The Very Model of an Honorary Colonel

  • February 06, 2015

CBA CEO John Hoyles is now Col. Hoyles, having been welcomed to the position of Honorary Colonel of the Legal Branch of the Department of National Defence on Feb. 6.

“It is a great honour for me to be doing this, and I'm absolutely thrilled by it,” said Hoyles in an interview with National Magazine. “I think it’s a compliment, not so much to me, but to the CBA.”

The position carries a particular honour because of his family’s rich history in both the military and the law.

His position has a three-year term, which can be renewed. The honorary rank comes with actual responsibilities, says Hoyles, who will meet with lawyers in the Judge Advocate General’s office in Ottawa, Halifax and Victoria to talk about the importance of their roles; and also helping to educate and raise awareness of lawyers in military towns about the differences between military and civilian law.

The involvement of the Judge Advocate General’s office in the CBA has given members a whole new perspective on military law, he says.

“I think there’s something very interesting when you have people that are in uniform attending the Canadian Legal Conference. They very much wanted … the military lawyers to be more engaged in the profession, but the legal profession (also) needs to better understand what military lawyers do.”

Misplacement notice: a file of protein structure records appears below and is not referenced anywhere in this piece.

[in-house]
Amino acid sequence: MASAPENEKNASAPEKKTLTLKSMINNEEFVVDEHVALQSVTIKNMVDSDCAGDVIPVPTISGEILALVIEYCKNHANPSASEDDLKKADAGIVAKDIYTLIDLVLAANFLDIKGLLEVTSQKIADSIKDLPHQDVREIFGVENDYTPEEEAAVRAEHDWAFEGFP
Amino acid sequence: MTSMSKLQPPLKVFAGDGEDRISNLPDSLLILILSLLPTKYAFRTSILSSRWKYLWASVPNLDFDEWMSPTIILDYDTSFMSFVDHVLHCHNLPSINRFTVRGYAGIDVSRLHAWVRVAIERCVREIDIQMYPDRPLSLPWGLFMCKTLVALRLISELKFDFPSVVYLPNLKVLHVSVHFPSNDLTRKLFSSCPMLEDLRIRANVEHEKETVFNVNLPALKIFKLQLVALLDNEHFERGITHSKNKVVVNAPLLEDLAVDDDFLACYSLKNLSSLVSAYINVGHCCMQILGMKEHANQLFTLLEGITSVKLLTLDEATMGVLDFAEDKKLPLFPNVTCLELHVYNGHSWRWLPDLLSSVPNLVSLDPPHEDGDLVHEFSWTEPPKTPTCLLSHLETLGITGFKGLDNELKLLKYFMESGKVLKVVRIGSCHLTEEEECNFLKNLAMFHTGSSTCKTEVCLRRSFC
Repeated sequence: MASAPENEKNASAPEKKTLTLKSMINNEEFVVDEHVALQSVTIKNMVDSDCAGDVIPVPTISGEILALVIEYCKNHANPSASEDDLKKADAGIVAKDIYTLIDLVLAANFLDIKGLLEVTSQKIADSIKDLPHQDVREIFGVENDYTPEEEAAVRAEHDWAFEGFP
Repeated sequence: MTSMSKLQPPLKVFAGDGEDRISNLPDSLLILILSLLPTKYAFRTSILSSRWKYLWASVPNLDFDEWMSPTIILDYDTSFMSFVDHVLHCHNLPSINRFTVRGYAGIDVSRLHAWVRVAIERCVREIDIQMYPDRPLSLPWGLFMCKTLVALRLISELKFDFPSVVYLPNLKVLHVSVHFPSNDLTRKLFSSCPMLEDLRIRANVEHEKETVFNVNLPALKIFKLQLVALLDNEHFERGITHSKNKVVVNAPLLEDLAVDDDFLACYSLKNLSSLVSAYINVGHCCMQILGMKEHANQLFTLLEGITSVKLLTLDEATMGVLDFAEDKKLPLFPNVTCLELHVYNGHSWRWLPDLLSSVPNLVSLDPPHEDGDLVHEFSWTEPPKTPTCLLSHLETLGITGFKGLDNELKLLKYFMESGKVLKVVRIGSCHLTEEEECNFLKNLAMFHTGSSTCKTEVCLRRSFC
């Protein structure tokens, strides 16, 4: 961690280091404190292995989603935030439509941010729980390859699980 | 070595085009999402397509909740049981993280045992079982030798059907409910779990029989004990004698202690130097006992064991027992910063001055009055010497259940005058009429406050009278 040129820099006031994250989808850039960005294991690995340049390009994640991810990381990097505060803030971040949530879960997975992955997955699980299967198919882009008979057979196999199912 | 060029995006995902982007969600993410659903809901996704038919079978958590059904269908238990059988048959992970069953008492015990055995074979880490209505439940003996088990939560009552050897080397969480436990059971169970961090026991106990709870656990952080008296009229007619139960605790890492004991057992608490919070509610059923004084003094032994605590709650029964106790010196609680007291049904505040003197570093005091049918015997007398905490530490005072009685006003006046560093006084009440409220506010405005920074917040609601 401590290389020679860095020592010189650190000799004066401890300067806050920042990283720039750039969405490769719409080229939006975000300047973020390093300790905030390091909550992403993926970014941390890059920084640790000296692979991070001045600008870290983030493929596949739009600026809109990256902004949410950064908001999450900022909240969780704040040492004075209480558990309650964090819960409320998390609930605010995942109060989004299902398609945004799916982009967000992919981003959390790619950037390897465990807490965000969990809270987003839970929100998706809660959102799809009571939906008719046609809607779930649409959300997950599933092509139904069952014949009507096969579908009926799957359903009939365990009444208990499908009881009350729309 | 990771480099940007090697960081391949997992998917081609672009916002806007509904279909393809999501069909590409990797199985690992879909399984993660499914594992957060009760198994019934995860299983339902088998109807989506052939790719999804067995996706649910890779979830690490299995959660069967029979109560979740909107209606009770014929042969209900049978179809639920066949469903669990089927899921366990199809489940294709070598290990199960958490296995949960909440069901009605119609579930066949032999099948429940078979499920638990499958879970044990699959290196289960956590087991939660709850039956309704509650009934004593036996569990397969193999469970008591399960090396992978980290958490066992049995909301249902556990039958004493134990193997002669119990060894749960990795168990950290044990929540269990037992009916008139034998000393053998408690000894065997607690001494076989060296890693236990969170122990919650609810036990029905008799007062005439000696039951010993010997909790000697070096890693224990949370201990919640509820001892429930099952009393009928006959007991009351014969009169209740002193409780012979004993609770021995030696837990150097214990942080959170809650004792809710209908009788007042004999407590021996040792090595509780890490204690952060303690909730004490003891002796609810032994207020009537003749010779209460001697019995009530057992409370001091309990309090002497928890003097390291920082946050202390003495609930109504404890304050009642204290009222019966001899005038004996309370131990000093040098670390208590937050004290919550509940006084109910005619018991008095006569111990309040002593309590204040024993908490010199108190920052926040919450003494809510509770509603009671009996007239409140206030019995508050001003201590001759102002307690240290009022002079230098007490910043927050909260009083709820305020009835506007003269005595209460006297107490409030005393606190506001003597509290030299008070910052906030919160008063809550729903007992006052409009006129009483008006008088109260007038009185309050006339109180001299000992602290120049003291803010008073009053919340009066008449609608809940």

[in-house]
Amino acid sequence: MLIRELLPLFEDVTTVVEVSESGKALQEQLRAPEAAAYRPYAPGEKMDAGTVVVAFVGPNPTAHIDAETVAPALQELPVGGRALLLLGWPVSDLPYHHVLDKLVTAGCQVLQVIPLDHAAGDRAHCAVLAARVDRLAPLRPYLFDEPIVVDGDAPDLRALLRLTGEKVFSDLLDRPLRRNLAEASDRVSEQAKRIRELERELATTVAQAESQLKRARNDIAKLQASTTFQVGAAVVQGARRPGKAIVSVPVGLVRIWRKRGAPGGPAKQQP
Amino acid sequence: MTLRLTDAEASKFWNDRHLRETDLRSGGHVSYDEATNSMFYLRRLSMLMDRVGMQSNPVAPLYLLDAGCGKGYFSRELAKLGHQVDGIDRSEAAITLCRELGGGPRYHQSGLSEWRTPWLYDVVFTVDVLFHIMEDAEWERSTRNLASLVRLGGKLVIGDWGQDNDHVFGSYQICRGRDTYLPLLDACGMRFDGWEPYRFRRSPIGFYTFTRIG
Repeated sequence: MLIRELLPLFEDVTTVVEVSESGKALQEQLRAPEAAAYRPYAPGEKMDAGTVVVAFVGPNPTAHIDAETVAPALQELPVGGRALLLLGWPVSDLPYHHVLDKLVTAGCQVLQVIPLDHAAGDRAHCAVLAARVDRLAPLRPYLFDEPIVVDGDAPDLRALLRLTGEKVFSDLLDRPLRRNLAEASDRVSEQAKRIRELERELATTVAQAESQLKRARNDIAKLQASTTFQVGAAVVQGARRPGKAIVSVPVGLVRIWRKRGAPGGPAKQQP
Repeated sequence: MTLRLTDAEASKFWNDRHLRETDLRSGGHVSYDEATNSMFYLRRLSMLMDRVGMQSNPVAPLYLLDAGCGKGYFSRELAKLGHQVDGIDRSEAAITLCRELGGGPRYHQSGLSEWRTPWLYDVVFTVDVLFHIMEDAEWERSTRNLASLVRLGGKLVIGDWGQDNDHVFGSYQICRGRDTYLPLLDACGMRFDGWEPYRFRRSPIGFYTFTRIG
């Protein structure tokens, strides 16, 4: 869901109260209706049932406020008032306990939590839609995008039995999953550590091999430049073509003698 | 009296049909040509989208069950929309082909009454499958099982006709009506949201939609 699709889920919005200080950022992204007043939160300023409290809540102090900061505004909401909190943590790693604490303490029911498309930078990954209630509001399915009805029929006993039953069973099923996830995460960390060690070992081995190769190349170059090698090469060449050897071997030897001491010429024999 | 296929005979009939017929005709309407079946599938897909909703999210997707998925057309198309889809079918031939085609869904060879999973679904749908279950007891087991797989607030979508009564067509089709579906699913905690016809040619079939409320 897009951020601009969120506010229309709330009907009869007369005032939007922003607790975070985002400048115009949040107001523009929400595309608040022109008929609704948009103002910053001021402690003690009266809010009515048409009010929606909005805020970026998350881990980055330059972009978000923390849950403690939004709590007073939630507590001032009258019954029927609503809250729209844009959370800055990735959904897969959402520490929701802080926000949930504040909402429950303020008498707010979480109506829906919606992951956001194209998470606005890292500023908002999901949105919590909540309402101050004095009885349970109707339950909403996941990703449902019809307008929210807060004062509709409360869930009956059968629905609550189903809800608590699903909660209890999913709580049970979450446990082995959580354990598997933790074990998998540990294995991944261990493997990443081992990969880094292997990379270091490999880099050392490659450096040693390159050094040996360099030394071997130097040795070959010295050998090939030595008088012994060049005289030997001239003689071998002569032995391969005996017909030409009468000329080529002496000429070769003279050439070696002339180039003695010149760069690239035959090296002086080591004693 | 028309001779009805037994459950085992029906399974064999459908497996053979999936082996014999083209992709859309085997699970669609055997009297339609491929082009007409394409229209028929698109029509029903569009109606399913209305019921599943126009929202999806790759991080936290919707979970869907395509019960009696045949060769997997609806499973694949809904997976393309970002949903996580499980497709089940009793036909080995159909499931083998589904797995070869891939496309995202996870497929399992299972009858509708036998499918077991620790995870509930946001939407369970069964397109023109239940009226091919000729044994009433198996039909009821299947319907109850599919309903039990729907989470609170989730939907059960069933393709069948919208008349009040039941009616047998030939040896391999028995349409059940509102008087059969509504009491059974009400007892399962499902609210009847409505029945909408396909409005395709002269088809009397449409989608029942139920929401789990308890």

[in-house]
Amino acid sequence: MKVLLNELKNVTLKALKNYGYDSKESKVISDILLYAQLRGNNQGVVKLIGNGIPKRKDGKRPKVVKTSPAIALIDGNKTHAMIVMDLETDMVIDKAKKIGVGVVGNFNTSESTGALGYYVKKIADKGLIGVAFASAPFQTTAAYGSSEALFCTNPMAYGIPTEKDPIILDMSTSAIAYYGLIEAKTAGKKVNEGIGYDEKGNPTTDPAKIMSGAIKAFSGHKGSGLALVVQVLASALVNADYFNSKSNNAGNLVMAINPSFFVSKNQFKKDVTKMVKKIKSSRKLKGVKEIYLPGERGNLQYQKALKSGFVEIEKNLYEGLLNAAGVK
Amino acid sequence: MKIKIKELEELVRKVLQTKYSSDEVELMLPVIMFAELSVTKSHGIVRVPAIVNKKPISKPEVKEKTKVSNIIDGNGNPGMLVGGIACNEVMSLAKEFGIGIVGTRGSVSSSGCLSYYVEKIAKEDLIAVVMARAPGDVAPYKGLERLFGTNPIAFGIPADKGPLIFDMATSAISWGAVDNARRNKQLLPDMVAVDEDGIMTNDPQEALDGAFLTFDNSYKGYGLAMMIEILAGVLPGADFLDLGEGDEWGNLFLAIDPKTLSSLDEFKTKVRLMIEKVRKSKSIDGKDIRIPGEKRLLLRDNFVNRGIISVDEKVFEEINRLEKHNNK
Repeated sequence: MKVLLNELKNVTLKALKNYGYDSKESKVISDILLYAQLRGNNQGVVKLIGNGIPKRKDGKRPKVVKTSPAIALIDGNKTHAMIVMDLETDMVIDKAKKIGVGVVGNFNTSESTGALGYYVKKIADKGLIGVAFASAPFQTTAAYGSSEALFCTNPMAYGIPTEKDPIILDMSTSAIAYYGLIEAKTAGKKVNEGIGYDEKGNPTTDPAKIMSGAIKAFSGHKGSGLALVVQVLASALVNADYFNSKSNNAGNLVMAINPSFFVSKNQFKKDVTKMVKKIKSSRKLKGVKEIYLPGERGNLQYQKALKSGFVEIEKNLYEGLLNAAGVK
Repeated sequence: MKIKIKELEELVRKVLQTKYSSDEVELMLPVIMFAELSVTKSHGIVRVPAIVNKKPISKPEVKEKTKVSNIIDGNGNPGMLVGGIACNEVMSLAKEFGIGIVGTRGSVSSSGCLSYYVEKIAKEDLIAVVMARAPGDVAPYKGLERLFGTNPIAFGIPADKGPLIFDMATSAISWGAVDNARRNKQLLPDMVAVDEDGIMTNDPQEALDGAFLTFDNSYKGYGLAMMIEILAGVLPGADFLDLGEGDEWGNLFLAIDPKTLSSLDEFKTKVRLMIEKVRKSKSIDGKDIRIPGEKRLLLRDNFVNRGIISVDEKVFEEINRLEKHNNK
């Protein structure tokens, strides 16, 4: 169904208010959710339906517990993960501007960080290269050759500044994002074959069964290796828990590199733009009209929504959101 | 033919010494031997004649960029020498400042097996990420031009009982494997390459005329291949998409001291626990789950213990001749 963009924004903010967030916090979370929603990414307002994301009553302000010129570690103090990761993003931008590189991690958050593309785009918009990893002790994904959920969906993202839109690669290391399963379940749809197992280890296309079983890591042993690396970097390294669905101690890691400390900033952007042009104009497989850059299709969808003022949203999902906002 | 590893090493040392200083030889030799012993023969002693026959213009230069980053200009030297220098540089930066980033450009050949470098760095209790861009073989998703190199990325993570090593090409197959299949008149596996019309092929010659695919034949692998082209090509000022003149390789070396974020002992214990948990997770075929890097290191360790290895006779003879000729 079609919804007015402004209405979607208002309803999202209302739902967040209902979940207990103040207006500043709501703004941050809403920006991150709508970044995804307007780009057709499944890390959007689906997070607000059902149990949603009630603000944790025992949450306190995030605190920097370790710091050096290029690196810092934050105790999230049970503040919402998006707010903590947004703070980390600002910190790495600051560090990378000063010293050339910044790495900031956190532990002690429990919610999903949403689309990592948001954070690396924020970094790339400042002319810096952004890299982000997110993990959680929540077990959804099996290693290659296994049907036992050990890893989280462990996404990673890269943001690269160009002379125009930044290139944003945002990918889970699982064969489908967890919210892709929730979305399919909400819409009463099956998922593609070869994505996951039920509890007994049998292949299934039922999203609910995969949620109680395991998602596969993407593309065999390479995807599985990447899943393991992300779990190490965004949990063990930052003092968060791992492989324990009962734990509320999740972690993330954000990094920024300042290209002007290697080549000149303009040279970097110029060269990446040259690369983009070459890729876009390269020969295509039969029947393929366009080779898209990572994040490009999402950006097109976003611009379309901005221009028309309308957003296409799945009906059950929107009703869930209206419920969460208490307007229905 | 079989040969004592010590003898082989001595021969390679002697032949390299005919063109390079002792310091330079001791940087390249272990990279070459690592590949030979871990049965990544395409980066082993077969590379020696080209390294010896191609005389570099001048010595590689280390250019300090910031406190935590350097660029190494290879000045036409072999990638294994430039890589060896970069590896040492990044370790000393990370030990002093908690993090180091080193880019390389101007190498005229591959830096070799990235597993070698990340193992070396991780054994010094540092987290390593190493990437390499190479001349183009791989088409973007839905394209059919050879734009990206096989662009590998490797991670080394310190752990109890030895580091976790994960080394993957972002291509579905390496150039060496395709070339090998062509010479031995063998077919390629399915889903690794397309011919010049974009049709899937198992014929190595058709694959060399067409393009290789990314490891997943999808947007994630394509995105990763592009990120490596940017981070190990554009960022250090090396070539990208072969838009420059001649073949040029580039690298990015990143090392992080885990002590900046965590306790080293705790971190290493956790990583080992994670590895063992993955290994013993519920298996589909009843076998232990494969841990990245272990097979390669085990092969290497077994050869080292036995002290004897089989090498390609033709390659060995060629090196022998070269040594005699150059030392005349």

He jokes that when he was a lawyer practising in Northern Ontario his midnight phone calls were along the lines of, “this guy wants to talk to you to see whether he should blow into a breathalyzer.” A JAG lawyer working in a war zone, on the other hand, could be awaked in the middle of the night to decide whether bombing a certain area would meet the rules of engagement. The lawyer who’s helping Hoyles learn his new role is dealing with Shell on questions of that company’s oil rights on land used by the army as a training ground.

Hoyles was able to choose which branch of the military he wanted to represent. He chose the army because of his grandfather, a member of the Black Watch who was killed on the battlefield in Amiens, France in 1918, just before the end of the First World War.

The Uniform Code is coming to mean something more than military justice to Hoyles, who wore fatigues to his welcoming ceremony with current JAG Maj.-Gen. Blaise Cathcart because his dress uniform wasn’t ready. First of all, he’s only to wear the uniform when he’s acting as an ambassador for the JAG’s office. Hoyles’ son-in-law, who serves in the military, taught him how to shape (and shave) his beret – which carries its own obligations.

“I was walking down the street wearing my uniform and I see a guy in a military uniform about to get out of a car. I am about to walk past him, and four paces before I got to him he salutes me, ‘Sir!’ and I have to respond and salute him as I go by him.” He got the salute because of the beret, it seems – if he’d been without headgear the lower-ranking solder might have just stood at attention as he passed.